The Government has decided not to change the Australian regulatory regime for books introduced by the previous Labor government.
Bendigo Federal MP Steve Gibbons will attend and speak at a protest rally in Melbourne on Wednesday, November 11 as the campaign against changes to territorial copyright laws affecting the book publishing and printing industries gains pace.
Australians will be able to buy digital books over the counter at bookstores from next year using a digital distribution system constructed for Australian book publishers.
Printing Industries has accused the Federal Minister for Competition Policy and Consumer Affairs, Craig Emerson of a “sham” in attempting to retain the territorial copyright provisions in name while ending the 30-day rule.
Author Robyn Webb reviews the Productivity Commission’s report on Australian territorial copyright on books and finds it wanting. ‘the logic and research in the Report is flawed, uses selective reasoning and has been cooked-up to serve the interests of a marginal group of stakeholders,” Robyn concludes. See full report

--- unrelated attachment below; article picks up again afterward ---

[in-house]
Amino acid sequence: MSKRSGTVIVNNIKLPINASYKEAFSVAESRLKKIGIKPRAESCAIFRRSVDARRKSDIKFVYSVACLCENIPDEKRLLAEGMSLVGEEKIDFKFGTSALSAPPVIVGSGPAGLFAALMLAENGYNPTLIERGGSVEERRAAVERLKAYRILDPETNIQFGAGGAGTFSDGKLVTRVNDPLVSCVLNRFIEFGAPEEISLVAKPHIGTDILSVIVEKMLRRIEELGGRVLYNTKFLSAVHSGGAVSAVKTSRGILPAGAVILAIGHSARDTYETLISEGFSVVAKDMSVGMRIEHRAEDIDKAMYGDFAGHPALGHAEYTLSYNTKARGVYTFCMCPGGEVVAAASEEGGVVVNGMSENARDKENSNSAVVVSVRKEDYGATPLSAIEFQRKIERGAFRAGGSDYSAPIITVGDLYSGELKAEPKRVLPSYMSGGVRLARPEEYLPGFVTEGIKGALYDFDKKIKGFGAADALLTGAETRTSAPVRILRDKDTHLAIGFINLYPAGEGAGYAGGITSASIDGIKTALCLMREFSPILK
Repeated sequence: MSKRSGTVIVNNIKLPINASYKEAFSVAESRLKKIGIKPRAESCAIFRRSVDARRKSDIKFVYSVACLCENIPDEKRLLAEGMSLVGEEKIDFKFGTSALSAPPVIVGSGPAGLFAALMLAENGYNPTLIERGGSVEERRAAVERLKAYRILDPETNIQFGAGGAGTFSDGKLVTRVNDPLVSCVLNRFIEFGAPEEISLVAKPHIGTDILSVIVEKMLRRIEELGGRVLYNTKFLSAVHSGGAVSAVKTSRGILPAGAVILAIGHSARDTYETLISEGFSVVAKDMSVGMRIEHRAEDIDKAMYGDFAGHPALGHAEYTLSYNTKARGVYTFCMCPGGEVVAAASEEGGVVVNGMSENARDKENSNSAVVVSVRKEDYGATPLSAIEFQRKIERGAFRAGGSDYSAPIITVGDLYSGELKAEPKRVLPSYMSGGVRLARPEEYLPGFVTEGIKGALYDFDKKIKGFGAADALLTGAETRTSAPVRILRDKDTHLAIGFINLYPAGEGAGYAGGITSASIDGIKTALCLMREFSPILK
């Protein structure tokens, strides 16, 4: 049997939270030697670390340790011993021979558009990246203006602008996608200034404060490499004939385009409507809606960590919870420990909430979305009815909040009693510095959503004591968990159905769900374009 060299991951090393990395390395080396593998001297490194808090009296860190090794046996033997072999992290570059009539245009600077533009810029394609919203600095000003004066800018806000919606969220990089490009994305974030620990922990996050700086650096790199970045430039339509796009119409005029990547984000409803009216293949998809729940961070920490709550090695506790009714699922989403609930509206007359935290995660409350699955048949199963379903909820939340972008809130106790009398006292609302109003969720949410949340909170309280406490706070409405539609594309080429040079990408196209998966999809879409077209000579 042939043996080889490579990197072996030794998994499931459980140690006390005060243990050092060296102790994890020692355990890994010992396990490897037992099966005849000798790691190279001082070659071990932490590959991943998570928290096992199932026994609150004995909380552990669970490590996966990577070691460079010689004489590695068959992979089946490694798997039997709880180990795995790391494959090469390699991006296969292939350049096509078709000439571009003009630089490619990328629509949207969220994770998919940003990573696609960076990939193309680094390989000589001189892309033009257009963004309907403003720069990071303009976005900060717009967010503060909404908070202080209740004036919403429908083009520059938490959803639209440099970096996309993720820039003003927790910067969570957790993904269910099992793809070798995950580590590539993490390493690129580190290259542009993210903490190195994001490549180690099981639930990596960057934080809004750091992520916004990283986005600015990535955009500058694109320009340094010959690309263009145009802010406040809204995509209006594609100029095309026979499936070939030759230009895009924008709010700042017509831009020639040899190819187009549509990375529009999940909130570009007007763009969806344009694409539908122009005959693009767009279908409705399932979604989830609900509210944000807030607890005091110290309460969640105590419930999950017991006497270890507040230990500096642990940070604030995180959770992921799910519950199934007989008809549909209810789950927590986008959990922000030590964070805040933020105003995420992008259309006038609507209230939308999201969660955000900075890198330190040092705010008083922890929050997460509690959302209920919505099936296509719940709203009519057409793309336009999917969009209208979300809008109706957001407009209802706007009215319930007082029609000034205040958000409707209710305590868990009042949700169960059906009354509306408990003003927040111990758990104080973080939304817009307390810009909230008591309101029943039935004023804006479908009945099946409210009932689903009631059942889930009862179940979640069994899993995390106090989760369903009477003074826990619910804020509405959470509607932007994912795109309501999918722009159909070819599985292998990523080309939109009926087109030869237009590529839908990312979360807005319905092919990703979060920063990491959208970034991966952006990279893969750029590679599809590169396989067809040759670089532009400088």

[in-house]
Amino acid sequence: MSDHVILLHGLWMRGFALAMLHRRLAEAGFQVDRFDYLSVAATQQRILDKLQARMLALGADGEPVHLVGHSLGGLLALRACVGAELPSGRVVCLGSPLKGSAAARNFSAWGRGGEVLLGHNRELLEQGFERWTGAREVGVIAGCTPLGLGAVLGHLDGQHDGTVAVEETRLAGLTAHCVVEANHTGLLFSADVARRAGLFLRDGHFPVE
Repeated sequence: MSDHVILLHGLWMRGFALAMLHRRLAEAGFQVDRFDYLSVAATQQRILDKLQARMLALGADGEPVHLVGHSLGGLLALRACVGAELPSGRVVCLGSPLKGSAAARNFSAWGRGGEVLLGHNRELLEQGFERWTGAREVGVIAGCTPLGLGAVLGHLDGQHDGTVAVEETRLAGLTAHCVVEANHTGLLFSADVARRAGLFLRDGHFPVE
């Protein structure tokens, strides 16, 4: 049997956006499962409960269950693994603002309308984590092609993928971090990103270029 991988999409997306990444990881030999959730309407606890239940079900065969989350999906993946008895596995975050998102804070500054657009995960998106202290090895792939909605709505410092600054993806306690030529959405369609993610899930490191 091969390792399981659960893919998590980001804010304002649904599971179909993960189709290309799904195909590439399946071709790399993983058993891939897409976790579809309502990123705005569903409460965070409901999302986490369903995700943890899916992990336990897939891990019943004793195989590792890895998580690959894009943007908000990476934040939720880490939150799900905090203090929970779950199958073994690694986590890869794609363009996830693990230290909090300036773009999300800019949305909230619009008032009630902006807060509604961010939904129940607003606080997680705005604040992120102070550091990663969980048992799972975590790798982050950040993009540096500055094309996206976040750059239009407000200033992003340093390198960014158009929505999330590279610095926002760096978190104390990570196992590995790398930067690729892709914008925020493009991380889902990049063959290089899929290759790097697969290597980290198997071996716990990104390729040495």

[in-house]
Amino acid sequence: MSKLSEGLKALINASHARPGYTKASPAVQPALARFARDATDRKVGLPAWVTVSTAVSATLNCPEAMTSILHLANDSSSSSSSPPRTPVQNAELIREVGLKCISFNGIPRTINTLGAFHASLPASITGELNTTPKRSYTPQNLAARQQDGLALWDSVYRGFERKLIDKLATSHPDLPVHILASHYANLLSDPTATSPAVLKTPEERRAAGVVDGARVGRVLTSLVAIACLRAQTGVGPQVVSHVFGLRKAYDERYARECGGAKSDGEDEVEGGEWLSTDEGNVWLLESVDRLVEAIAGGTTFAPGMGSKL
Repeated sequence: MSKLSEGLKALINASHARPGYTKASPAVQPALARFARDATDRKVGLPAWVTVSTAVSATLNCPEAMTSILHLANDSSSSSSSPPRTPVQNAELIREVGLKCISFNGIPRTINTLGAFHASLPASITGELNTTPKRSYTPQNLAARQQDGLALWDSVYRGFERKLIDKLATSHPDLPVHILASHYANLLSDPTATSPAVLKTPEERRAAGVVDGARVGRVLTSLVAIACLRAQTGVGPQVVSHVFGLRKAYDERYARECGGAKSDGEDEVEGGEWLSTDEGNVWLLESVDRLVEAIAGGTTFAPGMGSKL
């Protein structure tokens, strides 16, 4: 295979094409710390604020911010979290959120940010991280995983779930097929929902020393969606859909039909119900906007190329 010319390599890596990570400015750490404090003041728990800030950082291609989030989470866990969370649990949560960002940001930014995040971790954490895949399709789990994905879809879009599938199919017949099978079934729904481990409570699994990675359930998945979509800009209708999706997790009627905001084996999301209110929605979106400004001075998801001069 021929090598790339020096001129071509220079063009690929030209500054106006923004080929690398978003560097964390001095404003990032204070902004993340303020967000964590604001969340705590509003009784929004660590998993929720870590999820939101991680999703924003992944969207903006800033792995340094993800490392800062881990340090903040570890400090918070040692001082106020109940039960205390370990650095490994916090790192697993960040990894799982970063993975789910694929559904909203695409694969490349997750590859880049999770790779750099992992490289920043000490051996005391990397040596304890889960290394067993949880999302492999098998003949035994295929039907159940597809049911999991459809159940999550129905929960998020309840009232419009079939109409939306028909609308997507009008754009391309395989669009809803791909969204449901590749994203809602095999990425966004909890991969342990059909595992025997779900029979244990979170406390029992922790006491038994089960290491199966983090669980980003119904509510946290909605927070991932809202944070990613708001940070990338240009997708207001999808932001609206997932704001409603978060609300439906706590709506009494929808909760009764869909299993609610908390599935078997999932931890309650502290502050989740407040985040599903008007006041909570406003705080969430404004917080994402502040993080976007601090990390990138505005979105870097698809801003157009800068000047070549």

The Productivity Commission’s response to a critical analysis of its report on book copyright shows it is getting increasingly desperate to defend its discredited price analysis, Australian publishers said today.
Australian bookbuyers are getting a great deal with the new Dan Brown book, The Lost Symbol, released today.
This study reviews the report ‘Restrictions on the Parallel Import of Books' by the Productivity Commission of the Australian government(henceforth: